But it is strenuously insisted that under this construction of the charter the city will be unable to meet its current expenses and pay the interest on its outstanding indebtedness. If true, this argument might be a very persuasive one, if addressed to the lawmaking power; but it can have no weight with the judiciary, whose duty it is to interpret, and not make, laws. The power of taxation is a sovereign right, which belongs exclusively to the legislative branch of the government, and can only be exercised by subordinate governmental divisions in pursuance of laws passed by the legislature for that purpose. They are but instrumentalities of the state, brought into existence for public purposes, and have no authority beyond that conferred by the law creating them. They have no inherent power of taxation. Their right to impose burdens upon

persons or property is wholly statutory, and can be exercised only to the extent granted. And when the limit prescribed in the grant of the taxing power is reached the power is exhausted, and the courts cannot even compel the levy of a tax in excess of that limit at the suit of a creditor whose debt would otherwise remain unpaid, unless the limitation is such an abridgment of the right of taxation as it existed at the time the debt was incurred as in effect to impair the obligations of the contract. 15 Am. & Eng. Enc. Law, 1140; U. S. v. Burlington, 2 Am. Law Reg. (N. S.) 394, Fed. Cas. No. 14,687, and Judge Dillon's valuable note thereto; Portland Sav. Bank v. City of Montesano, 14 Wash. 570, 45 Pac. 158; Vance v. City of Little Rock, 30 Ark. 435; Supervisors v. U. S., 18 Wall. 71; Clark v. City of Davenport, 14 Iowa, 497; State v. Shortridge, 56 Mo. 126. If, under its granted powers, a municipality cannot provide sufficient revenue, in the opinion of its officers, for municipal purposes, the only alternative, if its limit of indebtedness has already been reached and its financial honor is to be preserved, is either an application to the legislature for more extended powers of taxation, or a reduction of expenses so as to bring them within the income. By the constitution the legislature is required, in granting charters to municipal corporations, to restrict their powers of taxation. Const. § 5, art. 11. In obedience to this provision of the fundamental law, it is provided in the charter of the defendant city that taxes for general municipal purposes-which, of course, include the payment of its outstanding obligations, unless otherwise provided in the law under which they were created-shall not exceed 8 mills on the dollar. The object of this limitation is manifestly to secure the property owner against onerous and excessive taxation, and to enforce economy in the expenditure of public money. It was the evident intention of the legislature that the amount of revenue derived from the 8-mill tax, and no more, should be raised by the city of Portland from the taxable property of its inhabitants in any one year for general municipal purposes, and no additional amount can be collected for that purpose by an unauthorized special levy for some item of general municipal expense. If the provisions of the charter could thus be avoided, it would afford no protection to the taxpayer whatever, would be no restraint upon official extravagance, and would utterly fail to accomplish the purpose intended by the legislature and the framers of the constitution.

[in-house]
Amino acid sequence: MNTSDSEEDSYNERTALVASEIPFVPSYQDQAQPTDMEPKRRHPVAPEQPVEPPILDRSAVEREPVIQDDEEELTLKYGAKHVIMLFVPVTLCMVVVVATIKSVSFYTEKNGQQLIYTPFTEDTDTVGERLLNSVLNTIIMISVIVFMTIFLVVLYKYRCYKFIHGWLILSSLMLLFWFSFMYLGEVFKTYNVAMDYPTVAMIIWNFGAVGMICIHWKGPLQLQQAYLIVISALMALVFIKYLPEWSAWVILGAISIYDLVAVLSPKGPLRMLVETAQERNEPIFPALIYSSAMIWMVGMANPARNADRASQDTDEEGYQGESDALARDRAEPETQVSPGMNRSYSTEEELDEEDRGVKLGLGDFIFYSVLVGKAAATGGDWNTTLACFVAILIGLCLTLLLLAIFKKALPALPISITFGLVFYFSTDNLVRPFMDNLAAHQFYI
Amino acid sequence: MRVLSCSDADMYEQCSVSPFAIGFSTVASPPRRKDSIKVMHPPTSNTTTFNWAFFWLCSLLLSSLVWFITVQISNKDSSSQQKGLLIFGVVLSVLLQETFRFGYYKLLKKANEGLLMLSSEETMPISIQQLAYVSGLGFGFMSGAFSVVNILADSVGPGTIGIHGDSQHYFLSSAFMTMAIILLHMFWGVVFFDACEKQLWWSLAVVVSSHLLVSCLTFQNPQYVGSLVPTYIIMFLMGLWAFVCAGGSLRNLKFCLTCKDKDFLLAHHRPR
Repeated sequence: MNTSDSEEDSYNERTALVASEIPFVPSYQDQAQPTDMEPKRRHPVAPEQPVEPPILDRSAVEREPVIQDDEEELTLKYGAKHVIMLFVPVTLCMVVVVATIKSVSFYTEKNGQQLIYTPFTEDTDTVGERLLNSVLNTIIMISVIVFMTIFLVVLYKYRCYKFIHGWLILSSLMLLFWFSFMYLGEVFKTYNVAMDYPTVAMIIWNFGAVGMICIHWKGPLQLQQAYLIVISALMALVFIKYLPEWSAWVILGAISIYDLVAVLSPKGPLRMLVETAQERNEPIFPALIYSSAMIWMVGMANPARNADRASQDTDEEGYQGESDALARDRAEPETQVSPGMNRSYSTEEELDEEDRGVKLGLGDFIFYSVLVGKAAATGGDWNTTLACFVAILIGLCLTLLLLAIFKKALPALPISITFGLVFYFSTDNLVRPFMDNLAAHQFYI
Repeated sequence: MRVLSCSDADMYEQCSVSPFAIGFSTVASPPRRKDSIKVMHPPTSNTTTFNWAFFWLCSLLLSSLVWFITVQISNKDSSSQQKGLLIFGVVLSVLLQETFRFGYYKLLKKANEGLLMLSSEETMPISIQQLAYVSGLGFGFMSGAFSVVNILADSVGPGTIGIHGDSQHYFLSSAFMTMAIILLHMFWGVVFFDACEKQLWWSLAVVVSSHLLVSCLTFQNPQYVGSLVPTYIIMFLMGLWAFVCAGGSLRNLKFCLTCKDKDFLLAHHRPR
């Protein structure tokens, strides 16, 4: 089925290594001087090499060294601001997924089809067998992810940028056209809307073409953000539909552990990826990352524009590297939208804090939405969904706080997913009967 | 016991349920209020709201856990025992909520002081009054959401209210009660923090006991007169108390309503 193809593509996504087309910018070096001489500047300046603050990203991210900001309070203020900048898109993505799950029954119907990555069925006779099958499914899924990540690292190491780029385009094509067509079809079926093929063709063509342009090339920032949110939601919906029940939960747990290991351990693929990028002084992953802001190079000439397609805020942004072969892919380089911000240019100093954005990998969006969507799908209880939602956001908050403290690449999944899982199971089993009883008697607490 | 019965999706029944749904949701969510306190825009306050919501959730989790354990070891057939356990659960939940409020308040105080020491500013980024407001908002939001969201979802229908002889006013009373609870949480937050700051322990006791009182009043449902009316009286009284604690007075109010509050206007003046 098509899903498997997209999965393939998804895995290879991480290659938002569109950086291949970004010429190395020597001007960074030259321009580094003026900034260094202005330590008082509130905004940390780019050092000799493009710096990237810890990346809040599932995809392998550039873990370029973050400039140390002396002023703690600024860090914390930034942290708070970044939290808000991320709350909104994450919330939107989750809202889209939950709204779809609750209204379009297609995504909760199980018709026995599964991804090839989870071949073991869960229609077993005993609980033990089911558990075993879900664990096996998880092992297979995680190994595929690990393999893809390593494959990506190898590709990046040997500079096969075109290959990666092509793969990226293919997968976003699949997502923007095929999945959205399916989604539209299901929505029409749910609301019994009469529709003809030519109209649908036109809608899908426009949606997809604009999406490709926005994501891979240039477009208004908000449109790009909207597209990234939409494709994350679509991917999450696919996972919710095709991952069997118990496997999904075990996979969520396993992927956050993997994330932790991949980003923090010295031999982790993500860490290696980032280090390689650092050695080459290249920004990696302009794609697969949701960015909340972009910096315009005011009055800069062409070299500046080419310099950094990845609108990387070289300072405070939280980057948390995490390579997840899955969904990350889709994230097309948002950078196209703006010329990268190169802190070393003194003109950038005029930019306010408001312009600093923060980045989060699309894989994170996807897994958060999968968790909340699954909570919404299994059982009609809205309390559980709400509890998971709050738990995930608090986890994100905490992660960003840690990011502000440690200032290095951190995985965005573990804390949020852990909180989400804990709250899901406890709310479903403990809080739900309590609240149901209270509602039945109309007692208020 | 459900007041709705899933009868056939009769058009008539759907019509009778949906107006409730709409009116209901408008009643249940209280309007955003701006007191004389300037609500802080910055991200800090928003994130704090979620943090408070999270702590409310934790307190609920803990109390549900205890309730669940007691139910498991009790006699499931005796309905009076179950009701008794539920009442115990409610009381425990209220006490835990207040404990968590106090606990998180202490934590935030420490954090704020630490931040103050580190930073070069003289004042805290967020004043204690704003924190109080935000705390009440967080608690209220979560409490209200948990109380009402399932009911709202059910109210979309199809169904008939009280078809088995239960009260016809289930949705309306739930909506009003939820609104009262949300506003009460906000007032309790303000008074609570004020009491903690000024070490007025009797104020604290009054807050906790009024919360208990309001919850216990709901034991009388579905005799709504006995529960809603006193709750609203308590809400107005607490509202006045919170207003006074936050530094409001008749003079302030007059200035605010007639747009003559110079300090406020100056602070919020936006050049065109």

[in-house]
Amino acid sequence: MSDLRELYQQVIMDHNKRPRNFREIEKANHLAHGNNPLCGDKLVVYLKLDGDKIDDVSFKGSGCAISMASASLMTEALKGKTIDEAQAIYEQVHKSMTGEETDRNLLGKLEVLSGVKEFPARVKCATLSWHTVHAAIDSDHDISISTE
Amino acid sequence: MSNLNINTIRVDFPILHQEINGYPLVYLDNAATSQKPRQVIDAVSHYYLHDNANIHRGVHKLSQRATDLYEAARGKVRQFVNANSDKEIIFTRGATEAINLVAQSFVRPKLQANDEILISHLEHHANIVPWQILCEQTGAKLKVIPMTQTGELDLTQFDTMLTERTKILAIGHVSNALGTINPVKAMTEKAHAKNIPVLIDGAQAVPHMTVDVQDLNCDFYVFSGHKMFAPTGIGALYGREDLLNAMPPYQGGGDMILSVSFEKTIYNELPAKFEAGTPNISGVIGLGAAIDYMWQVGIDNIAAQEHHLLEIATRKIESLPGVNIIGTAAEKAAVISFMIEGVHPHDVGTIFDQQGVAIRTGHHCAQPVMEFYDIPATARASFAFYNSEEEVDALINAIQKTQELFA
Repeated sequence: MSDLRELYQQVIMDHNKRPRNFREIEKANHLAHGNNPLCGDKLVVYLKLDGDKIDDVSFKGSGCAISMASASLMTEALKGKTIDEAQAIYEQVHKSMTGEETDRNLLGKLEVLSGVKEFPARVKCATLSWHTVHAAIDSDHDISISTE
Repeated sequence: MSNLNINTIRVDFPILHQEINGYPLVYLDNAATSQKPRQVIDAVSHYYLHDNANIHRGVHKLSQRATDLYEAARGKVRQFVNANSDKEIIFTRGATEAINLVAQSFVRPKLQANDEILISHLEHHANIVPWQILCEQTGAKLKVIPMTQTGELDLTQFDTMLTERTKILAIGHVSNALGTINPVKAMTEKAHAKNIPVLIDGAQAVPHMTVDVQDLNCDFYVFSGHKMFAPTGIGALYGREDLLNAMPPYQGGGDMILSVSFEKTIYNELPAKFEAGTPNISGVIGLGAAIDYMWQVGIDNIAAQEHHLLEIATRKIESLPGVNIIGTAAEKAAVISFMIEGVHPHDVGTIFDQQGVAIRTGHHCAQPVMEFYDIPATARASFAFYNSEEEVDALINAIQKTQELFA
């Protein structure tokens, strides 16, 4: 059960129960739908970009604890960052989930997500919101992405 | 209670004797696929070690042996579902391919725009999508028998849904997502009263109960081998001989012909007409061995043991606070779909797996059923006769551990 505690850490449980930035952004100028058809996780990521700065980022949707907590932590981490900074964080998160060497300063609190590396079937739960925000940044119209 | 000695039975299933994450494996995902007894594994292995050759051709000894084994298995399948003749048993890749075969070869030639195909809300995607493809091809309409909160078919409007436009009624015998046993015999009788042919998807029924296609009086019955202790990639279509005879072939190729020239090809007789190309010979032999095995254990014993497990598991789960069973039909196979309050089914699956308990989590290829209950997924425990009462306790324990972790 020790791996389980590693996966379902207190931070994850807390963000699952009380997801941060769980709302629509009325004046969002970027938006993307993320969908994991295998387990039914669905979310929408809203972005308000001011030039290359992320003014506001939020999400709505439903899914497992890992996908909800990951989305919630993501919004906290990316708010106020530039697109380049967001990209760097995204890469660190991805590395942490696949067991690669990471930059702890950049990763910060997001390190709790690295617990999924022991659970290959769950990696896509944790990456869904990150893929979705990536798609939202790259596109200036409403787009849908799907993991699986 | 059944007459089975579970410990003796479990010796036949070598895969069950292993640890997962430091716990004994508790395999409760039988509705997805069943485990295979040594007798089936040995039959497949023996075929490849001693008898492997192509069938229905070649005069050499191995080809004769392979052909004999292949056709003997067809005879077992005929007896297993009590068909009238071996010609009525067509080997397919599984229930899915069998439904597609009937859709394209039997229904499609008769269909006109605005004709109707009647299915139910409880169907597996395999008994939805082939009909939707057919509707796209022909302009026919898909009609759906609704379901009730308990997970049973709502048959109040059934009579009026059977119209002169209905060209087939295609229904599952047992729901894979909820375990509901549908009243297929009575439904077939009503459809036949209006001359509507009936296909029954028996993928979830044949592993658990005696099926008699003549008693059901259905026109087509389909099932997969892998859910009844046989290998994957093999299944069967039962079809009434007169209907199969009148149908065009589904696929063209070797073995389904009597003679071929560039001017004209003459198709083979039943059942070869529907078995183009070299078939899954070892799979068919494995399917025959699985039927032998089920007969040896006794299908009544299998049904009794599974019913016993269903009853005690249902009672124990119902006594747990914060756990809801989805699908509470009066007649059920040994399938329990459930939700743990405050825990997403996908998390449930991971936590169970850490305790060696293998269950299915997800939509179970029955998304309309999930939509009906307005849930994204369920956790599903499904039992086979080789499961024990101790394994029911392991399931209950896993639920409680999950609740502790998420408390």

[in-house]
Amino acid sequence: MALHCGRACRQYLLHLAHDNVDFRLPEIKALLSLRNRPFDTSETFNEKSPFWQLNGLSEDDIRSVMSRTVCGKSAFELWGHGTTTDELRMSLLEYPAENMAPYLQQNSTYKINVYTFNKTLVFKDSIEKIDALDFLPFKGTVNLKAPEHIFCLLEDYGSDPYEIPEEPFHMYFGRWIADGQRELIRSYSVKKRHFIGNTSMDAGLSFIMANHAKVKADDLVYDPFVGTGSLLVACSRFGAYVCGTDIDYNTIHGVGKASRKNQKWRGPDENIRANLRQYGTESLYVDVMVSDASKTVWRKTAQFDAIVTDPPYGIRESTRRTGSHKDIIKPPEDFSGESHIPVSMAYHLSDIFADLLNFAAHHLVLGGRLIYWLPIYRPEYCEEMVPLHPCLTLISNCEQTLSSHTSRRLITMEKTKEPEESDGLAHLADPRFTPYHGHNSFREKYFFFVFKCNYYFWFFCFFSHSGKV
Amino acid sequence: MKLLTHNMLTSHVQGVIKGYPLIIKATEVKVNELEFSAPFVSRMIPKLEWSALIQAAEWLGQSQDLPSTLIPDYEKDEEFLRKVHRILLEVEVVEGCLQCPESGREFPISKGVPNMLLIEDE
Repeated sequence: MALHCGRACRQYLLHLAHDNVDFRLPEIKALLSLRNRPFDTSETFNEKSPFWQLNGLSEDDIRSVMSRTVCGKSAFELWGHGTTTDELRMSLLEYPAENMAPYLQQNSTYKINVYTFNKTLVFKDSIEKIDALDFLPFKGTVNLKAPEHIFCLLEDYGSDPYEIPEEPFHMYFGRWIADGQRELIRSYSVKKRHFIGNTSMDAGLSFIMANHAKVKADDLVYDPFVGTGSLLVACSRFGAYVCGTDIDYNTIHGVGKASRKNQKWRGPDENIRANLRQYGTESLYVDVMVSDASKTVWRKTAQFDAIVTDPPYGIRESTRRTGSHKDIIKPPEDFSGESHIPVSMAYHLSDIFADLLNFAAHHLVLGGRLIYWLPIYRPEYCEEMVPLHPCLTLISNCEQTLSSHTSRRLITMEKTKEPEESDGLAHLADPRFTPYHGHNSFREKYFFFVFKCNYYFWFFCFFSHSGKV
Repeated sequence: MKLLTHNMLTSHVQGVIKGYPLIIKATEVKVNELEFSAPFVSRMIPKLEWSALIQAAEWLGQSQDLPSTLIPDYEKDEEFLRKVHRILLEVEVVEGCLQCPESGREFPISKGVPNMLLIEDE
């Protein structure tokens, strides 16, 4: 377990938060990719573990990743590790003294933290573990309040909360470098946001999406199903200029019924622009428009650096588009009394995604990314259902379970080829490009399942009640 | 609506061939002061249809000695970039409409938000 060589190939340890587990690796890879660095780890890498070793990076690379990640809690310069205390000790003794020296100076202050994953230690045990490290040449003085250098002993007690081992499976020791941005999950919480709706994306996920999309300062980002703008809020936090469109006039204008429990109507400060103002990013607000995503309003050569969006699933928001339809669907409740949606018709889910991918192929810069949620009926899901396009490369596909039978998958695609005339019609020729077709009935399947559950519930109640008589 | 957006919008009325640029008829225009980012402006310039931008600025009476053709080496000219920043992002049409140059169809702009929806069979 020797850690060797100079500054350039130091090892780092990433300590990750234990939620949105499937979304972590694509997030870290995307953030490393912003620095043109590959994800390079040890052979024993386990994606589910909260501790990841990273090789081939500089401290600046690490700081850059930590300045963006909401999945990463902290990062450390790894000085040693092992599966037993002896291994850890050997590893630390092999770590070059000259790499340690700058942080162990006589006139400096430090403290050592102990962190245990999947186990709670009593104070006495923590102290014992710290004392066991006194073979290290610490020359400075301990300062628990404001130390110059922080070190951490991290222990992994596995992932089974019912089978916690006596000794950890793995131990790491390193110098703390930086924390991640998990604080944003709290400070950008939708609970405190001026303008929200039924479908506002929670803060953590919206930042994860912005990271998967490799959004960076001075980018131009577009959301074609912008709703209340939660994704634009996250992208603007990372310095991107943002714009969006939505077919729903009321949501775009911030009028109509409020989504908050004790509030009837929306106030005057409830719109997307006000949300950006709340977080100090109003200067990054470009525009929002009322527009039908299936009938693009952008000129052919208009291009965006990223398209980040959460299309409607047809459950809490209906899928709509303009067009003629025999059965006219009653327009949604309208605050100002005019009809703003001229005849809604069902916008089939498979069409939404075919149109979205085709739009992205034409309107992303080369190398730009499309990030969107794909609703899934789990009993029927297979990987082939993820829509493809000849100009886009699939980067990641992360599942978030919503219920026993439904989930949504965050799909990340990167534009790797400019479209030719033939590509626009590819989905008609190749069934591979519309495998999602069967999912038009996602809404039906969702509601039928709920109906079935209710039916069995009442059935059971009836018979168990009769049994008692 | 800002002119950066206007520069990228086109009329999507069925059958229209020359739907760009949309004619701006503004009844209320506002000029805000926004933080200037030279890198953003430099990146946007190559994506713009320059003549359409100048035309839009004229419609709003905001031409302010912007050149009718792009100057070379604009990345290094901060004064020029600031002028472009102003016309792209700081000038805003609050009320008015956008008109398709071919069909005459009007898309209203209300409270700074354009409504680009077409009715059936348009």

But it is claimed that the act of 1891, creating the defendant municipality, imposed upon it a part of the present bonded indebtedness, and authorized the creation of the remainder, and, as no express provision was made for the payment of such indebtedness, it necessarily follows that it must be paid from money raised by taxation. No doubt, this is true, but it does not follow that a special tax in addition to the general tax authorized by the